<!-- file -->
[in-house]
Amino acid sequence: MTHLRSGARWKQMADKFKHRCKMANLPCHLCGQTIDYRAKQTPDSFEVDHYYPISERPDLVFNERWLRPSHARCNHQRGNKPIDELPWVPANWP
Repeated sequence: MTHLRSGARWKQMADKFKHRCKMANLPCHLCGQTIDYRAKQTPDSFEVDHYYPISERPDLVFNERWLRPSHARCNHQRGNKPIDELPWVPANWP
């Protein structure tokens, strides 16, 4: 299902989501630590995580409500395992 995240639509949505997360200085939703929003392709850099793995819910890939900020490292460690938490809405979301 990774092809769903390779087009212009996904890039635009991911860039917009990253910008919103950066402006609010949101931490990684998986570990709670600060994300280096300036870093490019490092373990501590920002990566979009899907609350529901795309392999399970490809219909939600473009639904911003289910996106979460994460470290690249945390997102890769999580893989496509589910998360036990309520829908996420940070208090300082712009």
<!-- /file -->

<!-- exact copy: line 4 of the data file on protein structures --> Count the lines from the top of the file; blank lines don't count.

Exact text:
């Protein structure tokens, strides 16, 4: 299902989501630590995580409500395992 995240639509949505997360200085939703929003392709850099793995819910890939900020490292460690938490809405979301 990774092809769903390779087009212009996904890039635009991911860039917009990253910008919103950066402006609010949101931490990684998986570990709670600060994300280096300036870093490019490092373990501590920002990566979009899907609350529901795309392999399970490809219909939600473009639904911003289910996106979460994460470290690249945390997102890769999580893989496509589910998360036990309520829908996420940070208090300082712009």